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You don’t like snow? Be thankful you’re not on the road in 13th-century England.

January 24, 2013 by Reader's Connection

Something Red

Hob, an orphan, a “half-grown boy,” has been adopted by a travelling healer-musician named Molly. With her granddaughter Nemain and a strongman named Jack, they are travelling through harsh winter weather in wagons pulled by an ox and an ass and a mare.

On the second page of Douglas Nicholas’s Something Red, Hob begins to feel “an unease of spirit, an oppression.” And then he sees it. “His eye was locked to the curtain of trees, and now he saw a flicker, a glint, of russet color: red as a fox, but tall, tall, high as a man perhaps, but hard to judge, hard to tell from here, then gone as though it never was.” Hob and the others learn later that a mutilated corpse was found near this site.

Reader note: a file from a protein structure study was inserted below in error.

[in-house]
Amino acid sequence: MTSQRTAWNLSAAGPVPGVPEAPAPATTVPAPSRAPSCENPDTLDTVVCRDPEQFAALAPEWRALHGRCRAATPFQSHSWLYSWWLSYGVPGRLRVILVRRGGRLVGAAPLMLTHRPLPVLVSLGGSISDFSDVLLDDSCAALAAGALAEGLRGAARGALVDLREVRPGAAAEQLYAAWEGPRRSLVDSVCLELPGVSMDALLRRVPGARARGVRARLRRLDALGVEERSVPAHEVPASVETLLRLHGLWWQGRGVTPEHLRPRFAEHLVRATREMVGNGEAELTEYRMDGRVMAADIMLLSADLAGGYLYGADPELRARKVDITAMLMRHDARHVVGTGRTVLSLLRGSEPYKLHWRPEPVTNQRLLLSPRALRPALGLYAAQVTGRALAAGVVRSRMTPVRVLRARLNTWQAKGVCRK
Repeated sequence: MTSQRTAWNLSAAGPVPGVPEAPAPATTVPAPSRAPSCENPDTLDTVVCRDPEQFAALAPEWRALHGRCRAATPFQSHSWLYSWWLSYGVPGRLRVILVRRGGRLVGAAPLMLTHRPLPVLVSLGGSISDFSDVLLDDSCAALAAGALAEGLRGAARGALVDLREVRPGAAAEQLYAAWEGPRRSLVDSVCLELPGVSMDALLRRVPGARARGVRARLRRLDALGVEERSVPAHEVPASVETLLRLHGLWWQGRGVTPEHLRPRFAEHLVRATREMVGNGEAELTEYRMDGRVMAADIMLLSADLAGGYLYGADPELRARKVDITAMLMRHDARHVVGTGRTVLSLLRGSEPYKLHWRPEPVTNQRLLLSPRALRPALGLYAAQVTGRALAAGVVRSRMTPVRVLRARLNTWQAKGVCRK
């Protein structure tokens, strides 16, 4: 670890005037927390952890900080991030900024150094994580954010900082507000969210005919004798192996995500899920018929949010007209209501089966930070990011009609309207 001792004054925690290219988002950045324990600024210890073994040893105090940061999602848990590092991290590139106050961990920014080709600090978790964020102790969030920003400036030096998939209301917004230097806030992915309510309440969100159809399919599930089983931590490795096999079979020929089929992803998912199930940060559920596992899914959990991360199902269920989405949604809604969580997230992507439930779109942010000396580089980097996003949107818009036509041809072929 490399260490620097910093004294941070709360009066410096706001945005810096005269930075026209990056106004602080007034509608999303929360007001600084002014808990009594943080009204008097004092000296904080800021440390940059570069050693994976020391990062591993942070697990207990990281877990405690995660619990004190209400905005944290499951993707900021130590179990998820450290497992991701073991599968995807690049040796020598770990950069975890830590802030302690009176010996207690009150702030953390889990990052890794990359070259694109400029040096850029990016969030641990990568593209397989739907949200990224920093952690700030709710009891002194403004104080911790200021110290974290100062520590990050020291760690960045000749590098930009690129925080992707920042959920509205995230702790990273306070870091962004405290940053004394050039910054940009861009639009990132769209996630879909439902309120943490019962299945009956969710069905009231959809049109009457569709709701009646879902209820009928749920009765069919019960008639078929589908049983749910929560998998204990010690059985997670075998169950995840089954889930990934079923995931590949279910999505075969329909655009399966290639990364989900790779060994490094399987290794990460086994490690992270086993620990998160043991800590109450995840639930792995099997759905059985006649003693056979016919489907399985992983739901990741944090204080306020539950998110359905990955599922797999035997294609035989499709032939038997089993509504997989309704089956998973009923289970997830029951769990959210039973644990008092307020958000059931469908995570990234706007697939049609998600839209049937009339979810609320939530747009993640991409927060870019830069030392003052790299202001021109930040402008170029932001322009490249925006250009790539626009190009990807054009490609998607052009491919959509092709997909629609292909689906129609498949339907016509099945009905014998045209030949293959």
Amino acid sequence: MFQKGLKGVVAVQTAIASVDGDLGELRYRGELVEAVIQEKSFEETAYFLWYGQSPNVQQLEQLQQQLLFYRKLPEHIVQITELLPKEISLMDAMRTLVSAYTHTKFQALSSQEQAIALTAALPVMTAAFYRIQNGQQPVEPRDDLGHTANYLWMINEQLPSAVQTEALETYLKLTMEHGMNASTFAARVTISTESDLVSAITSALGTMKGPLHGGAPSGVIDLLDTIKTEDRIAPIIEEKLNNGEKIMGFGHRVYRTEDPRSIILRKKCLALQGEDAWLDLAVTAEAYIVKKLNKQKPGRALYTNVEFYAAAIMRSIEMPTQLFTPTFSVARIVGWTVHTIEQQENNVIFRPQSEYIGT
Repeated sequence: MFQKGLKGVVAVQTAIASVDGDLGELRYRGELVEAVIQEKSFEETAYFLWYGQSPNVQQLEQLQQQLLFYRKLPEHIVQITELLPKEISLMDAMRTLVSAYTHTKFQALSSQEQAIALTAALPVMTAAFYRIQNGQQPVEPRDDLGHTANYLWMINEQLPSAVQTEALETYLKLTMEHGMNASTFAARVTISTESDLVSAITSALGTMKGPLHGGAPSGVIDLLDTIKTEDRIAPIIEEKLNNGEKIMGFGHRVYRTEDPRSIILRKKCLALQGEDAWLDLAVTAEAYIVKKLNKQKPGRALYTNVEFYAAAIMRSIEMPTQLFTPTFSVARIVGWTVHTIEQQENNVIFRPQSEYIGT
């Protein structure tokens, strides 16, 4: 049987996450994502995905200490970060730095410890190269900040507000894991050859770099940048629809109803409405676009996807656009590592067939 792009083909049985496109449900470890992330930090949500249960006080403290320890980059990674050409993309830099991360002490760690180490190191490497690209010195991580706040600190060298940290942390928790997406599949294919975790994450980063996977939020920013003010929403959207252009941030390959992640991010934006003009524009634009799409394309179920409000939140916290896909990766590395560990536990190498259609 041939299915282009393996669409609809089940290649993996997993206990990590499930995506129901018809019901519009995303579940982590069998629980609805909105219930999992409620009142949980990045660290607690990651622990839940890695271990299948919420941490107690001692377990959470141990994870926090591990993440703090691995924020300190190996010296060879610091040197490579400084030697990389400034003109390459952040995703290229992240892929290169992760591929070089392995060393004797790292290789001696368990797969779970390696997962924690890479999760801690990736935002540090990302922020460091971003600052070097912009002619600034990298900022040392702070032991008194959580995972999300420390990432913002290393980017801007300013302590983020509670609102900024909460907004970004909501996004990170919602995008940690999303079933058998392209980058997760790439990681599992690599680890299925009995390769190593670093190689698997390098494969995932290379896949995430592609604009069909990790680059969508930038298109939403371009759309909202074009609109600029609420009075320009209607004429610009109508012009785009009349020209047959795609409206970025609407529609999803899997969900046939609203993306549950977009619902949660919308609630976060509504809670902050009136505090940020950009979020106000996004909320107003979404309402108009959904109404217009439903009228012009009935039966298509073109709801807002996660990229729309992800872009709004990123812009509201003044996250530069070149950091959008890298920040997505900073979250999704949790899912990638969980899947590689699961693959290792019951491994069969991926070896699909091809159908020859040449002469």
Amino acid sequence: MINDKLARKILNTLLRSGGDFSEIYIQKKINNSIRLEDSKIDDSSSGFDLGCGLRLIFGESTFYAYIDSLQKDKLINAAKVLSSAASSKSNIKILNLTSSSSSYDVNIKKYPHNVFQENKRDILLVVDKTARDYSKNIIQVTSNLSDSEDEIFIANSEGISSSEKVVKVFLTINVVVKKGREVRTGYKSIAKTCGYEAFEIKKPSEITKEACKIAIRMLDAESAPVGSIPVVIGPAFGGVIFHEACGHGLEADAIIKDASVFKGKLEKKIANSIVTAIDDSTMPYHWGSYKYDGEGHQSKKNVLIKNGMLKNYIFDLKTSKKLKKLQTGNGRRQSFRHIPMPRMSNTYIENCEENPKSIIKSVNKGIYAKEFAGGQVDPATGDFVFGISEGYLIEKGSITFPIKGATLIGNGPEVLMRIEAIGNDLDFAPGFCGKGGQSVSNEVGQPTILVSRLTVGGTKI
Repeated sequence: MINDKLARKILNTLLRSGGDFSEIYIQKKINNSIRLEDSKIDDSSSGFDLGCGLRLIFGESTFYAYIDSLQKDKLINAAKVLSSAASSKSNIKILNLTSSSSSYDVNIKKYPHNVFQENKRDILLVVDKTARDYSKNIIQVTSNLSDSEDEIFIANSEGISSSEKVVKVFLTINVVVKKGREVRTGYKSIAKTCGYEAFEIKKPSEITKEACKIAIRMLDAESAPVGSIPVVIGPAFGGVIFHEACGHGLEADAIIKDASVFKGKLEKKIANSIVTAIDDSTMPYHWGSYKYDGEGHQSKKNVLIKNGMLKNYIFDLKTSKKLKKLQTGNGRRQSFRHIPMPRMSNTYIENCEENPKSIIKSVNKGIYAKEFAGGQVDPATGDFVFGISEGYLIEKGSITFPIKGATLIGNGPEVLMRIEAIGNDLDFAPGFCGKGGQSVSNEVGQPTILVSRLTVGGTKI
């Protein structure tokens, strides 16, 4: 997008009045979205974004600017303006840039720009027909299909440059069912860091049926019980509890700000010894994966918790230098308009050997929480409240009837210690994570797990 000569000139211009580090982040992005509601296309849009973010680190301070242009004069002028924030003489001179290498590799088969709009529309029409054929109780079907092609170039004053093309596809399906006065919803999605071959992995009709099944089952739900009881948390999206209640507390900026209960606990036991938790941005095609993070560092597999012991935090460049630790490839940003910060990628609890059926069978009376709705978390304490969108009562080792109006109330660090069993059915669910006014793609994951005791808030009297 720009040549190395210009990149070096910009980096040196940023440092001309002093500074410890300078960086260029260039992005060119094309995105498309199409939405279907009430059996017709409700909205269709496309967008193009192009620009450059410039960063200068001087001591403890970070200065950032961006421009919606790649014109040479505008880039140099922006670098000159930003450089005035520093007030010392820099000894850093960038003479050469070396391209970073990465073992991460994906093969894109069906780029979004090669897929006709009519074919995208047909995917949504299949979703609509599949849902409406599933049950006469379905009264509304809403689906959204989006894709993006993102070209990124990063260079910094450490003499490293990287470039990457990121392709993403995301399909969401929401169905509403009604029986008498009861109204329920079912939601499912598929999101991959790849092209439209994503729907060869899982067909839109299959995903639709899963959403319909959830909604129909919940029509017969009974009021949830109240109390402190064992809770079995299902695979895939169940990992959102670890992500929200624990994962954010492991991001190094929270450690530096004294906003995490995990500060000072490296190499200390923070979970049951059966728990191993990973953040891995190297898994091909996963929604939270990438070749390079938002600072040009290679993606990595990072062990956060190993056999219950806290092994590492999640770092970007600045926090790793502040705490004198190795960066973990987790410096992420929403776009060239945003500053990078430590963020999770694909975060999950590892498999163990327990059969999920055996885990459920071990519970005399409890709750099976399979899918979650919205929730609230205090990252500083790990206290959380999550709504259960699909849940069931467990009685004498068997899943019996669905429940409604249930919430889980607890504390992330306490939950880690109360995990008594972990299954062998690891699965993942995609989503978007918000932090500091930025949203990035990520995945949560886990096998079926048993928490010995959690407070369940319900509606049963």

Half-grown boy can be translated as boy about to reach puberty, and this is a coming-of-age novel. It is also an historical novel, full of information  (Is it true that in chess games of this period, bishops couldn’t be moved more that three spaces?), and an account of a snowstorm in which none of us wants to be caught.

It’s a monster story, too, and Mr. Nicholas has done well with the monster part. A few days after finishing the novel, thinking back on the monster’s arrangement–or life style, or whatever I can call it without giving too much away–brings me deep satisfaction.



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